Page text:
Orange Hoops In The Clear For APR Report Cards
Like Oliver Luck, I’m going to take a break from the Big East meetings today and discuss something besides the conference schedule.
This week, the NCAA’s APR reports were released and Syracuse passed the threshold for good standing with a mark of 928 in the four-year period ending with the 2009-10 school year. For those who may be unfamiliar with the system, the Academic Progress Rate is a metric implemented by the NCAA in 2005 to motivate athletic programs to retain and graduate players. The numbers are calculated by taking the number of scholarships in a sport – that amount is 13 for basketball – and awarding one point per athlete for being academically eligible and one point for staying at the school. The APR is the number of total points on the roster at any given time divided by the number of points possible, multiplied by 1000 to eliminate the decimal you’ll get from that calculation.
The minimum APR score to keep in good standing with the NCAA is 925, so Syracuse just squeaked in. If a school scores below 925, they face NCAA sanctions in the form of pulling scholarships, which is what’s happening to Connecticut, and postseason furloughs, which will be felt by a handful of mid-majors in 2012. The reason the Orange’s APR mark is so close to that minimum is because the school is still paying for the early departures of Johnny Flynn, Eric Devendorf and Paul Harris, who left SU in poor academic standing in 2009. APR hits from players leaving early can be averted if they finish out the semester, as was the case with John Wall at Kentucky in 2010, but that wasn’t the case on the Hill.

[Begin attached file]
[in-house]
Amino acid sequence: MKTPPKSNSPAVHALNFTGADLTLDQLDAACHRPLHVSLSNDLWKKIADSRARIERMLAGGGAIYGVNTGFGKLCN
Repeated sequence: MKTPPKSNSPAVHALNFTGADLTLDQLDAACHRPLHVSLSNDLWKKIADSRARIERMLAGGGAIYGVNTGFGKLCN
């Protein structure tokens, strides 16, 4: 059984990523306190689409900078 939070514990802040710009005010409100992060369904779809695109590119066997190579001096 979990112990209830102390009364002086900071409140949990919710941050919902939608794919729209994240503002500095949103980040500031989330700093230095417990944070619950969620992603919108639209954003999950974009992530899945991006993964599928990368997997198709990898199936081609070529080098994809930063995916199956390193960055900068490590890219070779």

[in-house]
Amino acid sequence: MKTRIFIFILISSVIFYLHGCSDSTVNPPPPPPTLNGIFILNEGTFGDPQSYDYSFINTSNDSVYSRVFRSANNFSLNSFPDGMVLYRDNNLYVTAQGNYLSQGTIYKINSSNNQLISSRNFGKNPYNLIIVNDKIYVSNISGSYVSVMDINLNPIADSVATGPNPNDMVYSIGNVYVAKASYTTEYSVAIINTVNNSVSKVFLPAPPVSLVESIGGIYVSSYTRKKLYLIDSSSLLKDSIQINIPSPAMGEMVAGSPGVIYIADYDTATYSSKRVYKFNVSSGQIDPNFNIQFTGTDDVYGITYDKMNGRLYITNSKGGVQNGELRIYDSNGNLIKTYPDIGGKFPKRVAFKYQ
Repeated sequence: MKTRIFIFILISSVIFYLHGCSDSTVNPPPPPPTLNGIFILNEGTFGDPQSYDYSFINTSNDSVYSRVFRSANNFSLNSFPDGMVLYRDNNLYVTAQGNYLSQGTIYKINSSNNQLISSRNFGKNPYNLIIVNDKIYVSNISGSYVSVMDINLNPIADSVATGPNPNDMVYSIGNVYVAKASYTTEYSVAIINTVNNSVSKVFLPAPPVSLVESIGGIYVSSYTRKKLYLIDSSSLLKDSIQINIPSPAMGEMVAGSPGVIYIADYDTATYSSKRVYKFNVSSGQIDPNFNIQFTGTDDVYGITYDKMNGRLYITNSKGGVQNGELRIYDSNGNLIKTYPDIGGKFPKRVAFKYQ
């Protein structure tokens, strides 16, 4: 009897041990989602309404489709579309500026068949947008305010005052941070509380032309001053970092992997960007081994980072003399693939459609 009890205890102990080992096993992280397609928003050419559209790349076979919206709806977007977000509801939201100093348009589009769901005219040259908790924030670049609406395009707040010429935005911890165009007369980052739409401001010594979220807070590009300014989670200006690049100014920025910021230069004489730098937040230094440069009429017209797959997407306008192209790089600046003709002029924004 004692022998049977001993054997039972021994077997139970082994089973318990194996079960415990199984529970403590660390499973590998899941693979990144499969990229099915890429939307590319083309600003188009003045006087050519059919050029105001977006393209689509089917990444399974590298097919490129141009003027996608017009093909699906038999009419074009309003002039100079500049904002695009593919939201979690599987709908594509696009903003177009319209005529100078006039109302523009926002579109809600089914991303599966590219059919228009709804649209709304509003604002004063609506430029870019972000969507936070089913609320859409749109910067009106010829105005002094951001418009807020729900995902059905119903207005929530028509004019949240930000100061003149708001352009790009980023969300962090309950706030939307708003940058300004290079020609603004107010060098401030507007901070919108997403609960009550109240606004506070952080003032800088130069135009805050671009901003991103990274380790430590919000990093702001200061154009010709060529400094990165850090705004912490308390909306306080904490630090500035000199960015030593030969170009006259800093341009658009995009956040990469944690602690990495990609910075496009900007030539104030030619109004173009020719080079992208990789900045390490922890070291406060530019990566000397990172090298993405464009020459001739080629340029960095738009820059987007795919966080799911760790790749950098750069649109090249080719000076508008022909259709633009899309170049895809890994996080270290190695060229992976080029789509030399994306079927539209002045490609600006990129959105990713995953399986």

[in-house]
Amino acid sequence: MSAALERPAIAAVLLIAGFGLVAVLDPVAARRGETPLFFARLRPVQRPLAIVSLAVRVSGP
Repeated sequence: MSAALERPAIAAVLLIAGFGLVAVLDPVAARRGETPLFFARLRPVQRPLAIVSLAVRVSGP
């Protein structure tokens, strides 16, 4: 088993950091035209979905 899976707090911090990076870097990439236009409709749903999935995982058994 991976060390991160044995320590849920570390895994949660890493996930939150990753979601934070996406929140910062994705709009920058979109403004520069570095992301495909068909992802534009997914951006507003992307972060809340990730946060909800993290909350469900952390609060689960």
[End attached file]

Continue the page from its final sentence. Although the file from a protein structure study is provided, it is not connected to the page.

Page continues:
One of the minutiae of the APR is that it’s always measured over the past four academic years, so players transferring or leaving school one year will have impacts that last longer than just the subsequent year. After Flynn, Devendorf and Harris left school, Jim Boeheim proactively took the two-scholarship hit for the 2009-10 season. For a couple of reasons, few seemed to notice. The first is because removing two scholarships from a 13-scholarship sport is a pretty inconsequential punishment when you think about the number of players who play significant roles. The second is because SU seemed to do just fine that season, setting up shop in the top five nearly all year and peaking at number one.
In my opinion, the APR, while well-intentioned, doesn’t work in practice. I’m all for making schools keep a watch on academics, but if, for example, a player transfers because he wants more playing time at another school or because the coach who recruited him moves on, the original school is going to take a hit in their APR if that player carries a GPA less than 2.6 (roughly a B-) on his way out. There was nothing Jim Boeheim could do to make his trio of players from 2009 finish school and prevent the hit. Additionally, non-power conference schools generally have fewer resources to devote to academic support than big-budget institutions, so the playing field isn’t level in that regard.
Still, as long as Syracuse stays on the good list, everything will be peachy.